Next, check out the Thain Family Forest. The trees in this area are fantastic during the fall. Stay on old Stone Mill Road that will take you past the ornamental conifers, one of my favorite spots in the park for photos. The contrast between the landscaped lawn and the funky looking pine trees can give you some cool stylized photos.
You should now be at the back end of the park. This is where the peonies, lilacs, and the Rockafeller Rose Garden are located. While the rose garden is lovely when in bloom, it’s also basically an oven in the summer. There is zero shade, so my advice is to skip the rose garden unless the roses are indeed in bloom.
Next head through the cherry blossom pass and down through the waterfall walk. This little clump of cherry blossom trees is a compact area, so I can only imagine how crowded it must be during the cherry blossom season. During Noor and Troy’s engagement session the blossoms were mainly off the trees, but the petals on the ground were fair game for photos in my book. The light in this area is absolutely stunning so take full advantage.
The waterfall walk, by contrast, sounds better than it actually is. You cannot get a beautiful shot with the couple in front of the waterfall. Still, it’s a lovely little area, and there is a cute little bench underneath some trees.
This will put you on a straight shot down through the Thain Family Forest and get you to the native plant garden. Alternatively, you can take a walk through the Magnolia Collection if you truly want to feel like you have the gardens all to yourself. The road through the Magnolia Collection is truly spectacular, and it will take you past a beautiful view of the Bronx River.
The Mitsubishi wetland trail might not be worth your time. The trail offers some of the most interesting terrain in the gardens, but sadly there are not a lot of great shots. You could do a panoramic shot in front of the cattails, but that’s it.
The native plant garden is gorgeous… and crowded. You are never going to have the spot all to yourself. The best view of any subject with the waterfall in the background is to be on the left side of the water and don’t miss out on the pond reflections. Note this is where most of the public exhibitions are staged, so be prepared for a logjam of traffic.
The rock garden offers some of your best shots within the gardens. Both in terms of lighting, and the variety of colored backgrounds, the rock garden is going to be one of your best spots. It also, ironically, offers your best waterfall shot within the New York Botanical Gardens. Keep in mind it is a one-way pathway, so just take your time.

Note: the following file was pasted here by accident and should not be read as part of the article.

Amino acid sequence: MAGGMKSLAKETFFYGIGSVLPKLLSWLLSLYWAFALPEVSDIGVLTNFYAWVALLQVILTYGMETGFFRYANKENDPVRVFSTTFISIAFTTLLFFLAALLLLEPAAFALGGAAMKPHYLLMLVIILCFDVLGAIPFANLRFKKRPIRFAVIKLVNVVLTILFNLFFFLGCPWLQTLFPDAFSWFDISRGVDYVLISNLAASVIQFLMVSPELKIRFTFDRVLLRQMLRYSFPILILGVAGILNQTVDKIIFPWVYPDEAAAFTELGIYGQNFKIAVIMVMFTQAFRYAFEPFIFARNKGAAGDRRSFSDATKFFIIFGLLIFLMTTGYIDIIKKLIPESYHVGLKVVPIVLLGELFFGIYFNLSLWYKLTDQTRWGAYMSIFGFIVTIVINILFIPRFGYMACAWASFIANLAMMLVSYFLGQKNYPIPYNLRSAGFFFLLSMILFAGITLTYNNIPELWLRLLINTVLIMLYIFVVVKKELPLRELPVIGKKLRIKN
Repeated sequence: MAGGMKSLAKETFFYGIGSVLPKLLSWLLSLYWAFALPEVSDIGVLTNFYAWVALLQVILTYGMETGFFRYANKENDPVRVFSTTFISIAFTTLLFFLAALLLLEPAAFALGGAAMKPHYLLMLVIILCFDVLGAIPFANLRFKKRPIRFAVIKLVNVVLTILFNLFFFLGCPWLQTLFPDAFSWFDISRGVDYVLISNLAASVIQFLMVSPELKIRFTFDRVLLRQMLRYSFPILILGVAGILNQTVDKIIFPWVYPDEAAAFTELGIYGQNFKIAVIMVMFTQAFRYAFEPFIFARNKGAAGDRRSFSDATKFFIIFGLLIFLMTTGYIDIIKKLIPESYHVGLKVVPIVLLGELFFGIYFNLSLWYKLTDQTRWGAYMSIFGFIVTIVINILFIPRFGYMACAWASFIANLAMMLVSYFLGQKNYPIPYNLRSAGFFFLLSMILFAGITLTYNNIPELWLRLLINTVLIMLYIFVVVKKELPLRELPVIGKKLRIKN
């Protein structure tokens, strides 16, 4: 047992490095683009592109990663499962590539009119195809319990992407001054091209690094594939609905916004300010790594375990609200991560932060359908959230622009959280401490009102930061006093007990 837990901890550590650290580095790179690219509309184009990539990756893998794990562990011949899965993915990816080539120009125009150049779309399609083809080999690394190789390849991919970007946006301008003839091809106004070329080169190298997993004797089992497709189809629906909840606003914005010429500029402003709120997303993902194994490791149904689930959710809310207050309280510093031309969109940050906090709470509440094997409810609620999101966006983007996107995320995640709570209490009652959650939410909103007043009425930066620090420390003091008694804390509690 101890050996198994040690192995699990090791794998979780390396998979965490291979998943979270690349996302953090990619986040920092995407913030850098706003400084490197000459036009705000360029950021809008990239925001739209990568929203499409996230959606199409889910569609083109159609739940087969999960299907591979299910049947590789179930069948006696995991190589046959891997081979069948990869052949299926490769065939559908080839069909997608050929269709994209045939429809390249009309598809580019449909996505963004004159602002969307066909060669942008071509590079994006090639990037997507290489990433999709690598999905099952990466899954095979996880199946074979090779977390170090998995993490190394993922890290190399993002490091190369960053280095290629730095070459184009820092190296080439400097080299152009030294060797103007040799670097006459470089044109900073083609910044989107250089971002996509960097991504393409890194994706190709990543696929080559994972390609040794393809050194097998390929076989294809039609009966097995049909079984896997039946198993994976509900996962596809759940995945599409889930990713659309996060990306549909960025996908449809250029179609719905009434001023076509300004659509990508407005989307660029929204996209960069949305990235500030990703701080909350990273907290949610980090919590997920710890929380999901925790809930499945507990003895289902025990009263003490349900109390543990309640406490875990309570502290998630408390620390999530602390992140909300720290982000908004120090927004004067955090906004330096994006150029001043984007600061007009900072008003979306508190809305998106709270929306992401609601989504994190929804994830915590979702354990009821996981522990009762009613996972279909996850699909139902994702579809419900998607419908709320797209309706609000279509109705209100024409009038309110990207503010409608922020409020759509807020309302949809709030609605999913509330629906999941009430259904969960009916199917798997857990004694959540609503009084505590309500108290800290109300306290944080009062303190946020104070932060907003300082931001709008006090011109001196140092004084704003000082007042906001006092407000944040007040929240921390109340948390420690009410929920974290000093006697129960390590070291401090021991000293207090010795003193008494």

Finally, you will end up at the Haupt Conservatory. Without a permit, you have no chance of taking photos within the building. That said, the garden patios outside the conservatory are gorgeous, albeit brimming with visitors.
I planned this NYBG photo shoot tour with the idea that you would begin your session in the late afternoon. The main benefit of this course through the botanical garden is that you are avoiding crowds at the beginning of your photo shoot, while ending up in some of the most idyllic areas closer to ‘golden hour.’ If you follow this strategy, you start off with the park all to yourself in some of the least crowded spots. By the end of your portrait session you will be a pro in front of the camera, and thus more comfortable in front of crowds.
New York Botanical Garden Photo Permit Process
The New York Botanical Garden requires the purchase if a photo permit for every photo shoot. The permit cost $250 for two hours of photography. To secure a permit, you have to apply online six weeks in advance of your photo shoot date. Photos are only permitted in certain locations of the garden, including the Azalea Garden (seasonal), Benenson Ornamental Conifer Collection, Haupt Conservatory Courtyard (seasonal, weekdays only), Rose Garden (seasonal), and Stone Mill Patio.
As you might have guessed, there are a few rules to follow:
- This permit includes a maximum party size of 4 including your photographer.
- This photo permit is not valid for bridal, wedding, or other formal dress shoots.
- This permit type is not accompanied by NYBG staff, and does not include ticketed entry to the Garden or parking fees. You can purchase tickets for each member of your party onsite or online in advanceafter purchasing your permit.
- This permit allows for outdoor photography in approved locations only (Azalea Garden, Rose Garden or the Conifer Collection.) Prohibited locations include the Conservatory Lawn, within the Conservatory Courtyards, inside the Conservatory, along any pathways that line the perimeter of the Conservatory, at the Stone Mill, Stone Mill Patio, inside the Mertz Library, within the Rock Garden, or with elements of any Special Exhibitions currently on display at NYBG.
- All photography equipment used must be handheld. In the event that the photographer must use a tripod, lighting, or anything freestanding, please inquire about rates for these types of photoshoots.
If you are applying for a photo permit as part of your wedding at the New York Botanical Garden or specifically want photos at either the Stone Mill Patio or the Haupt Conservatory, note that this special photo permit costs $1,500 for two hours of photography. The hefty price tag includes the photo permit fee, ticketed entry for your party into NYBG, parking for up to two vehicles, and an NYBG garden concierge who will escort you from location to location in a golf court.
Enjoy the images, and I’ll have photos from Noor and Troy‘s wedding at Giando on the Water next week!
Getting married soon? Looking to create your own New York Botanical Garden engagement photos? Drop me a line, and let’s chat about your photography needs.
Would you like to find out how it all turned out? Check out Noor and Troy’s Giando on the Water wedding photos here.
If you would like to see more images from my wedding photojournalism portfolio, then please visit my website – KellyWilliamsPhotographer.com